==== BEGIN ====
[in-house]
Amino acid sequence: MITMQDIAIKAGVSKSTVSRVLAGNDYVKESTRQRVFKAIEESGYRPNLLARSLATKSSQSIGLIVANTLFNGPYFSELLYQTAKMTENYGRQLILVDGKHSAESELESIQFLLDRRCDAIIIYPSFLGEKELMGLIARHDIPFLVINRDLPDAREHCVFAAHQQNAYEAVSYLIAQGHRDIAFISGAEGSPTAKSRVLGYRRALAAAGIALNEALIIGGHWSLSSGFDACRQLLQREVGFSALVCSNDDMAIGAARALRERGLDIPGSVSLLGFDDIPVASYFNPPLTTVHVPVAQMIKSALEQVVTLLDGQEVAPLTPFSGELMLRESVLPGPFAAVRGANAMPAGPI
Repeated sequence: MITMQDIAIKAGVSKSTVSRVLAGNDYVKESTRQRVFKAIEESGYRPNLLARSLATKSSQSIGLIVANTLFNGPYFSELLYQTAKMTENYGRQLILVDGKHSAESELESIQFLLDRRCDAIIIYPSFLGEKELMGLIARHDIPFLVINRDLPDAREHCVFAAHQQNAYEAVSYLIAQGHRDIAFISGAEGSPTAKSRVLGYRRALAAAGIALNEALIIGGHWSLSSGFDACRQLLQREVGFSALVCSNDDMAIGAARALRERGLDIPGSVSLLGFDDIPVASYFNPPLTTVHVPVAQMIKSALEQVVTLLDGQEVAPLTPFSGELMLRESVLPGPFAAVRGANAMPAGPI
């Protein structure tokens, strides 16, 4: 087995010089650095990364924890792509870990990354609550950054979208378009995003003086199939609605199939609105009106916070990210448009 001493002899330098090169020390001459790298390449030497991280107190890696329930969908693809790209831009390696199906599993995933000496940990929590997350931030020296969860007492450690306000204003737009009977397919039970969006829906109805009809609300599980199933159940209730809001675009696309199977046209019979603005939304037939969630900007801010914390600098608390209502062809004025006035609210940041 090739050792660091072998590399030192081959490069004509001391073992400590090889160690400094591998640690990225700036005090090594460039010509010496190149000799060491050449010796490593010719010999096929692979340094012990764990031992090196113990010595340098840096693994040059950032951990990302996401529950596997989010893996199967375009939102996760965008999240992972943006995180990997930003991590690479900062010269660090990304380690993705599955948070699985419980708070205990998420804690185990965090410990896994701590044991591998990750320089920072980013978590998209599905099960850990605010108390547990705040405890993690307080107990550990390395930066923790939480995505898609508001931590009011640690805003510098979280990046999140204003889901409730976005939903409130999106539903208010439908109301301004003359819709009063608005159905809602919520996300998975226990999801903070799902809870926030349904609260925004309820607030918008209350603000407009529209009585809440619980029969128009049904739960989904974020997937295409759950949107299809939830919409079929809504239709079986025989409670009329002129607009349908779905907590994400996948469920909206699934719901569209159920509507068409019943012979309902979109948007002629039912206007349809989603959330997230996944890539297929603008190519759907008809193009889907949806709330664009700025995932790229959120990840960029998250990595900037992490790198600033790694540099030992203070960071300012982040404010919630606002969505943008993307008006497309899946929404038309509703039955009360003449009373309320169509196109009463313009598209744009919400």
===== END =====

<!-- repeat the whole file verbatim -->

[in-house]
Amino acid sequence: MITMQDIAIKAGVSKSTVSRVLAGNDYVKESTRQRVFKAIEESGYRPNLLARSLATKSSQSIGLIVANTLFNGPYFSELLYQTAKMTENYGRQLILVDGKHSAESELESIQFLLDRRCDAIIIYPSFLGEKELMGLIARHDIPFLVINRDLPDAREHCVFAAHQQNAYEAVSYLIAQGHRDIAFISGAEGSPTAKSRVLGYRRALAAAGIALNEALIIGGHWSLSSGFDACRQLLQREVGFSALVCSNDDMAIGAARALRERGLDIPGSVSLLGFDDIPVASYFNPPLTTVHVPVAQMIKSALEQVVTLLDGQEVAPLTPFSGELMLRESVLPGPFAAVRGANAMPAGPI
Repeated sequence: MITMQDIAIKAGVSKSTVSRVLAGNDYVKESTRQRVFKAIEESGYRPNLLARSLATKSSQSIGLIVANTLFNGPYFSELLYQTAKMTENYGRQLILVDGKHSAESELESIQFLLDRRCDAIIIYPSFLGEKELMGLIARHDIPFLVINRDLPDAREHCVFAAHQQNAYEAVSYLIAQGHRDIAFISGAEGSPTAKSRVLGYRRALAAAGIALNEALIIGGHWSLSSGFDACRQLLQREVGFSALVCSNDDMAIGAARALRERGLDIPGSVSLLGFDDIPVASYFNPPLTTVHVPVAQMIKSALEQVVTLLDGQEVAPLTPFSGELMLRESVLPGPFAAVRGANAMPAGPI
């Protein structure tokens, strides 16, 4: 087995010089650095990364924890792509870990990354609550950054979208378009995003003086199939609605199939609105009106916070990210448009 001493002899330098090169020390001459790298390449030497991280107190890696329930969908693809790209831009390696199906599993995933000496940990929590997350931030020296969860007492450690306000204003737009009977397919039970969006829906109805009809609300599980199933159940209730809001675009696309199977046209019979603005939304037939969630900007801010914390600098608390209502062809004025006035609210940041 090739050792660091072998590399030192081959490069004509001391073992400590090889160690400094591998640690990225700036005090090594460039010509010496190149000799060491050449010796490593010719010999096929692979340094012990764990031992090196113990010595340098840096693994040059950032951990990302996401529950596997989010893996199967375009939102996760965008999240992972943006995180990997930003991590690479900062010269660090990304380690993705599955948070699985419980708070205990998420804690185990965090410990896994701590044991591998990750320089920072980013978590998209599905099960850990605010108390547990705040405890993690307080107990550990390395930066923790939480995505898609508001931590009011640690805003510098979280990046999140204003889901409730976005939903409130999106539903208010439908109301301004003359819709009063608005159905809602919520996300998975226990999801903070799902809870926030349904609260925004309820607030918008209350603000407009529209009585809440619980029969128009049904739960989904974020997937295409759950949107299809939830919409079929809504239709079986025989409670009329002129607009349908779905907590994400996948469920909206699934719901569209159920509507068409019943012979309902979109948007002629039912206007349809989603959330997230996944890539297929603008190519759907008809193009889907949806709330664009700025995932790229959120990840960029998250990595900037992490790198600033790694540099030992203070960071300012982040404010919630606002969505943008993307008006497309899946929404038309509703039955009360003449009373309320169509196109009463313009598209744009919400």